Skye often went on what I called her ‘integrative holidays from life”. Meaning – she is taking time out to decide whether to keep on going, or to opt out. Usually she did this in a dramatic way. Stopping eating altogether – for days, weeks. Radically ill. On drips in hospital. In hibernation mode. Very difficult to stand by as a mother, holding a desired outcome of well and normal.
At these times, I learnt to stop trying to rescue, and to ‘fix’ – to (just) hold the space and allow whatever would happen to unfold. There is a test for one’s personality/ego.
To let go of any outcome – to allow the Highest Good of All Concerned
After each of these, she was different. When I, and my wants got out of the way, she had space to reconsider options. Her irises gradually went from black, through very dark brown, to where I could see the immense number of nerve rings. The naturopathic concepts of going back through ‘disease’ seemed to be so by watching the progression in her eyes. She very gradually became less autistic – very obviously so after I started her on Chinese herbs, in adult doses.
GRADUALLY AN AWAKENING – as I ‘got with the programme’ she could change
The very slow “unmisting of her consciousness”.
A spark of someone present in her eyes. Slowly more than blankness in her face. An occasional reprieve from the chaos and the horror of the unusual that had reframed our new parameters of ‘normal’.
I learnt to watch her suffering, her misery, her frustration, her anger, her terror, her withdrawal, and her incredibly tentative glimpses of reaching out, of opening her barriers, her attempts enough to try again . . . . at her speed. It was her journey. Her path.
I had no idea what it was that she had to shift through, before she could get to where everyone else took as a right, as a part of being human. I did find that I could guide, I could support, but that I could not force the process. Where I wanted her to go, what I wanted her to be was not necessarily where she WAS to be.
I could then draw a parallel in my old life as a teacher and practitioner of acupuncture. I learnt through my life, that the easiest path is often the one that looked the hardest.
That that which I resisted the most usually ended up being
the answer to many apparent problems.
That by stopping and seeing everything which I would expend the greatest amount of energy avoiding, was often the short cut to EVERYTHING else..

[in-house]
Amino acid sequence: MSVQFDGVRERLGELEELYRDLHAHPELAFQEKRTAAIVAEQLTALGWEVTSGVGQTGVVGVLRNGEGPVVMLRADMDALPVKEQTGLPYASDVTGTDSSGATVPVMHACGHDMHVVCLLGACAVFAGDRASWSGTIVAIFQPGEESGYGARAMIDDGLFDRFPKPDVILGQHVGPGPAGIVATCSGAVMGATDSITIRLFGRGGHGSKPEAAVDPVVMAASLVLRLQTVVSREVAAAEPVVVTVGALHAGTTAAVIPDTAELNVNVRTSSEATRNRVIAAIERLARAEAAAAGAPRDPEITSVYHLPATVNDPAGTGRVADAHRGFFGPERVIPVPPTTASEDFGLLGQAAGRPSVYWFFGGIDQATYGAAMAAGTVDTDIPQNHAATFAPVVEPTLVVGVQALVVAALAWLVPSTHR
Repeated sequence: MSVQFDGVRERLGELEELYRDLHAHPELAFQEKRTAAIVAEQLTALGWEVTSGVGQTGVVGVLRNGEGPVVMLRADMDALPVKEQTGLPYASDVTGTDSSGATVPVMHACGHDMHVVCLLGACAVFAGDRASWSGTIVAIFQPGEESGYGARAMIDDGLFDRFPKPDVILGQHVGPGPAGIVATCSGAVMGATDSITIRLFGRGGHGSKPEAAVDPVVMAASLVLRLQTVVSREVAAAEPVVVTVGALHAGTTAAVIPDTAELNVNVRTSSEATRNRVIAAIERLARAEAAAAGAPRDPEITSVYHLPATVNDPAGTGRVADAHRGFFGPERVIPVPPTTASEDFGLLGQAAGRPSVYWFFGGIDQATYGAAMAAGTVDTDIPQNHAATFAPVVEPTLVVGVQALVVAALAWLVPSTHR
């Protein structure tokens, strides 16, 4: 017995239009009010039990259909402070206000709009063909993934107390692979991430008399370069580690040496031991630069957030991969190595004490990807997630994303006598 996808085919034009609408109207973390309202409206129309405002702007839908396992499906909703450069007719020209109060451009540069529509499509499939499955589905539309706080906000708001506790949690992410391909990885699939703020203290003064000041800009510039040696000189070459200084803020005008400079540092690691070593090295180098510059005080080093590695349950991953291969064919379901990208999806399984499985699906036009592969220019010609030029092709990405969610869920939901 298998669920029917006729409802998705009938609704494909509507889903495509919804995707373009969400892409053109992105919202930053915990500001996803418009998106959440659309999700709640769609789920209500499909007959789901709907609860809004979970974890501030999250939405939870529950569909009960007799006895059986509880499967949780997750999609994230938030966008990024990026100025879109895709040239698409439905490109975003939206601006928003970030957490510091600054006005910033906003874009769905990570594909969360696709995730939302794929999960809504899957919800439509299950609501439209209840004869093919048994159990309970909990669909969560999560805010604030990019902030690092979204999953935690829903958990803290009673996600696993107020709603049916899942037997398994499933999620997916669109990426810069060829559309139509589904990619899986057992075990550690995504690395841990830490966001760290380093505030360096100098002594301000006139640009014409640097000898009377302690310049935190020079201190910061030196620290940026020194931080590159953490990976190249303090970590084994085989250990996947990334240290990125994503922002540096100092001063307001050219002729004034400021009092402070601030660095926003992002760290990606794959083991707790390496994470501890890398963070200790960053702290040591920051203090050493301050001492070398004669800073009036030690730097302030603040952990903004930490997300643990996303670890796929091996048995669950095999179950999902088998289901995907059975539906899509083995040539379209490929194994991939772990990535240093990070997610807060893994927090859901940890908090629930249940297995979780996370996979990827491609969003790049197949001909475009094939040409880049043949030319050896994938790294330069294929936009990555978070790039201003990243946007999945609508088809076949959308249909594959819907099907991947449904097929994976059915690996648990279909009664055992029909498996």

So when people walk in my door wanting me to rid them of some pesky problem, to ‘fix’ something that feels uncomfortable, I often wonder if they really know just what it is that they may also move, if they allow themselves the space, like I learnt to do with Skye.
To see that more is often achieved by allowing the dis-ease, the discomfort and the pain attached to a belief system, to remain, and to let go of the belief system. To work on the ‘self’ that allows the ‘problem’ to be there, rather than be forever distracted by the results of self eating, drinking, being who self thinks self is.
What is so dreadful about having a massively brain injured daughter?
Seeing her as such, not as the whole spirit, who has come here to grow, to teach through example, and through the richness of experience that would have otherwise passed me by.
What is so terrible about being in the spot you currently wish you weren’t in?
Seeing it as awful, dreadful, and languishing in the experience, instead of looking at it from a different angle, and cleaning out all those corners that you have hidden from yourself. Even if they are not the ‘right’ ones to sort out the current situation, they won’t be there to be triggered into action another day, by another incident.
Gathering together people with like belief systems to shore up your position is not likely to do more than make you feel more vindicated in where you stand, and less able to move out of where it is that you are stuck in. ‘Friends’ all feel comfy as they do not challenge the bits of you that keep you stuck.
Having Skye in my life touched all those who experienced us. Even if for no other reason, than a guilty gratitude that it was me walking this path, and not them. Their children were (to date) ‘OK’. Little did anyone know, that it was me that felt so very grateful, that I had been given the opportunity to see beyond ‘normal’, and out into the beyond.
Time passes. Skye changed and became Kathryn. She is at point of writing, a few weeks off being twenty years old. She is herself. We in our culture seem only to focus on what makes money, what looks good, and what is comfortable to cope with. Kathryn falls outside all of these parameters. She is however, as source of joy to those who work in the area of ‘disabilities’. Her tentative and trusting forays into communication touch all. She is far more than special and her ongoing contribution will always be measured within the currency of the heart.
Is “Normal” What We Really Want Or Need?
Heather Bruce has been an acupuncturist/naturopath for nearly 30 years, in Brisbane and now part time in her native NZ.
She has been involved in teaching acupuncturists at all levels, over the past 25 years, and is writing books, documenting her life work.